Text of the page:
It’s a very respectable argument in its way but it doesn’t have a chance of getting much headway given the ABC’s popularity with the public as a whole, which is considerable. Every time they do surveys of what people think about the ABC, asking whether they think it’s biased, there’s a massive majority who say they don’t think it is. When they ask whether people value the ABC as an institution, there are massive majorities in favor.
Even though it has a smaller audience than the commercial media in television, for example, its spread in radio means it’s very widely listened to—in the bush, etc. And its television audiences are respectable—they channel 15 percent when a popular commercial station will get 23, 24, 25 percent.
Someone in the coalition [of the conservative Liberal and National Parties] once said, “The ABC is our enemies talking to our friends.” There is a certain truth in that. Whatever the ideological propensities of the people who work at the ABC, it is kind of middle class welfare—an awful lot of people who vote conservative prefer the ABC to commercial media because of the kinds of programs it makes and because it doesn’t have huge swathes of advertisements all the way through it.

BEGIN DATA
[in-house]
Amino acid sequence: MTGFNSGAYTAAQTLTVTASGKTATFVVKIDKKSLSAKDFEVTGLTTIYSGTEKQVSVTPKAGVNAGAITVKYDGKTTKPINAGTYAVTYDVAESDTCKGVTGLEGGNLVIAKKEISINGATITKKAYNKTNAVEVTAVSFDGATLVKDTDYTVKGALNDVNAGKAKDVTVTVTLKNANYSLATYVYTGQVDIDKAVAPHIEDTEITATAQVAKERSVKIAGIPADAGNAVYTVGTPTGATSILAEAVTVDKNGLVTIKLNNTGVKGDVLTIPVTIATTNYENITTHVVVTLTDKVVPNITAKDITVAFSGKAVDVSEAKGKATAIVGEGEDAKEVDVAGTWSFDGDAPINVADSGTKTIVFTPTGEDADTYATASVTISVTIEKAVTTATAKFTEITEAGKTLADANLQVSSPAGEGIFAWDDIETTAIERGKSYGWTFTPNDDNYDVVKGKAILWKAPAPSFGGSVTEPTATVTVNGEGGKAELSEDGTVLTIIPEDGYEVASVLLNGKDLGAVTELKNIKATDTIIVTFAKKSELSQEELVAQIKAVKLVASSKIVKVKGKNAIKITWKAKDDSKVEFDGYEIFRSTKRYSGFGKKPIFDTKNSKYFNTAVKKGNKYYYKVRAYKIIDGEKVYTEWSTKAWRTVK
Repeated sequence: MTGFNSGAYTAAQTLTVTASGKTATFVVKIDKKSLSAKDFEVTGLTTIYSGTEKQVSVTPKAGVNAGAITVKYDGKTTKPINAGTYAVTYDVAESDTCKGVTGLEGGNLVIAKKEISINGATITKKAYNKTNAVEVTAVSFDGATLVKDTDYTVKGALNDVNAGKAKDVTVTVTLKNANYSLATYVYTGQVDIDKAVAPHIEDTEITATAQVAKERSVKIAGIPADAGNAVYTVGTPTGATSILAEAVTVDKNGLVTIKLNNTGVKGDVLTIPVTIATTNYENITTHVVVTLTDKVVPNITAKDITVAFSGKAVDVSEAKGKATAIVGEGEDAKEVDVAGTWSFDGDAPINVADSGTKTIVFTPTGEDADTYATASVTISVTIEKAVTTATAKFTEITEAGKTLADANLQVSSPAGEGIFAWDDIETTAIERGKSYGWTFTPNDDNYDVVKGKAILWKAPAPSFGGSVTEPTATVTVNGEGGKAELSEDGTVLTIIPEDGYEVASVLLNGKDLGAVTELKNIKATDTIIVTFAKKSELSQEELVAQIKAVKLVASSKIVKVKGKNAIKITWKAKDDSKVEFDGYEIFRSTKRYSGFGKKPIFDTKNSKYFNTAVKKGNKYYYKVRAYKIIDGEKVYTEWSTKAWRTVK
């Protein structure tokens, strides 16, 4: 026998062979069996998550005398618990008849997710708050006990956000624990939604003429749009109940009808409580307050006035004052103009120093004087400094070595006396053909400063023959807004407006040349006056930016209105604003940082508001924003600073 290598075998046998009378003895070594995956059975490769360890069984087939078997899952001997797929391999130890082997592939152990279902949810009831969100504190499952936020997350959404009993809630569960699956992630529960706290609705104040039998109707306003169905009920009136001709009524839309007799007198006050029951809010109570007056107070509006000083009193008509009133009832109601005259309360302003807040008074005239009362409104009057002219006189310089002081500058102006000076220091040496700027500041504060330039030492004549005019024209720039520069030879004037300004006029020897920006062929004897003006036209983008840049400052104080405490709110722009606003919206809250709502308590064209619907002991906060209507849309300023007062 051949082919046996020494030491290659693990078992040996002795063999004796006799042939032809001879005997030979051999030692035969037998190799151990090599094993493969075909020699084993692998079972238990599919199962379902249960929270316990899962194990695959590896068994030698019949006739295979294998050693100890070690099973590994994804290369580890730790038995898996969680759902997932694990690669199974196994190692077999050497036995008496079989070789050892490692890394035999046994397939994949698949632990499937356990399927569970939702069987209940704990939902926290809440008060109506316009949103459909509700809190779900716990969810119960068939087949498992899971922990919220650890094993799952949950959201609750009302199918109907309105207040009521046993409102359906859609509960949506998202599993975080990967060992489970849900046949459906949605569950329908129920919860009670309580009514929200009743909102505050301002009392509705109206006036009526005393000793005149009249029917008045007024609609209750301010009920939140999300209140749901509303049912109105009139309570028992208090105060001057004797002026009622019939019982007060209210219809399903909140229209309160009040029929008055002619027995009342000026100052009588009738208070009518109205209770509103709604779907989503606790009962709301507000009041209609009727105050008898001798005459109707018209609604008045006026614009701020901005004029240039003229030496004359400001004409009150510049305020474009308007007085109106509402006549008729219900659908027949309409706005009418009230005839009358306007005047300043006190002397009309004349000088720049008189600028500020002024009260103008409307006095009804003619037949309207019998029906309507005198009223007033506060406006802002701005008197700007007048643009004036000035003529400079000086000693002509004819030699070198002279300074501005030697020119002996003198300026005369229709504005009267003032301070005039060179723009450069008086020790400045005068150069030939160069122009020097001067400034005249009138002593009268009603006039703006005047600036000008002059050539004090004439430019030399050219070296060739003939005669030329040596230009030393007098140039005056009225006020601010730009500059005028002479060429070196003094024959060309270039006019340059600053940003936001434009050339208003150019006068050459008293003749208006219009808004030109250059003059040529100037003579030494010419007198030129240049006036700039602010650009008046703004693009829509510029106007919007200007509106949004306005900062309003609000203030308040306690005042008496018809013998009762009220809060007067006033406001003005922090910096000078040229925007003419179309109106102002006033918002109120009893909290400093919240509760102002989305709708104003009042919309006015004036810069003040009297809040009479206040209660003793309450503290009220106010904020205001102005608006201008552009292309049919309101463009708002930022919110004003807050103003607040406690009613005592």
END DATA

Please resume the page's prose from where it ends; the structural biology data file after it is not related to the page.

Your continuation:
Your role seems something like that of an ombudsman. Do you see yourself, and your job, that way?
I don’t have any official function at all, but I do criticize the ABC, as well as everybody else in the media when I think that’s justified. At an official level we do have a director of editorial policies whose function, especially now that he is just about to put in charge of the whole ABC complaints procedure, in a sense makes him effectively the ABC’s ombudsman. He’s not in the editorial chain of command. On the whole, Australian media organizations don’t have ombudsmen in the way that a lot of mainstream news organizations do in the U.S.